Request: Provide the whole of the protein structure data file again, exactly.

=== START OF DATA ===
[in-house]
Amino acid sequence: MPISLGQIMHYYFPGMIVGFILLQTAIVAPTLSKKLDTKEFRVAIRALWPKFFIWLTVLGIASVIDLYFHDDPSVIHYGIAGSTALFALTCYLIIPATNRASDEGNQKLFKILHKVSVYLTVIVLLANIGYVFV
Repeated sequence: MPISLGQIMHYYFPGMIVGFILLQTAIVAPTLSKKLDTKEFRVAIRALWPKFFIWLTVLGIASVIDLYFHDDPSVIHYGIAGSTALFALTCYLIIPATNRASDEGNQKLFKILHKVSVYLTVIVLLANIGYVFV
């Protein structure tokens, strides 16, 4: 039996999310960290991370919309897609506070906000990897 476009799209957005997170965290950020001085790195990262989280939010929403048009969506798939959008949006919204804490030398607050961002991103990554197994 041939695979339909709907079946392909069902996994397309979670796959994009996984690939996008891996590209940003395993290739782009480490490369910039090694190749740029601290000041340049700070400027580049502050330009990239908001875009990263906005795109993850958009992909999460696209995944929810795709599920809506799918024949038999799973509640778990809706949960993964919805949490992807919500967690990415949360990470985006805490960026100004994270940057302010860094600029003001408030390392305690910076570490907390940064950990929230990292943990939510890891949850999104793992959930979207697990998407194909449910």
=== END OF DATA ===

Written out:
[in-house]
Amino acid sequence: MPISLGQIMHYYFPGMIVGFILLQTAIVAPTLSKKLDTKEFRVAIRALWPKFFIWLTVLGIASVIDLYFHDDPSVIHYGIAGSTALFALTCYLIIPATNRASDEGNQKLFKILHKVSVYLTVIVLLANIGYVFV
Repeated sequence: MPISLGQIMHYYFPGMIVGFILLQTAIVAPTLSKKLDTKEFRVAIRALWPKFFIWLTVLGIASVIDLYFHDDPSVIHYGIAGSTALFALTCYLIIPATNRASDEGNQKLFKILHKVSVYLTVIVLLANIGYVFV
């Protein structure tokens, strides 16, 4: 039996999310960290991370919309897609506070906000990897 476009799209957005997170965290950020001085790195990262989280939010929403048009969506798939959008949006919204804490030398607050961002991103990554197994 041939695979339909709907079946392909069902996994397309979670796959994009996984690939996008891996590209940003395993290739782009480490490369910039090694190749740029601290000041340049700070400027580049502050330009990239908001875009990263906005795109993850958009992909999460696209995944929810795709599920809506799918024949038999799973509640778990809706949960993964919805949490992807919500967690990415949360990470985006805490960026100004994270940057302010860094600029003001408030390392305690910076570490907390940064950990929230990292943990939510890891949850999104793992959930979207697990998407194909449910």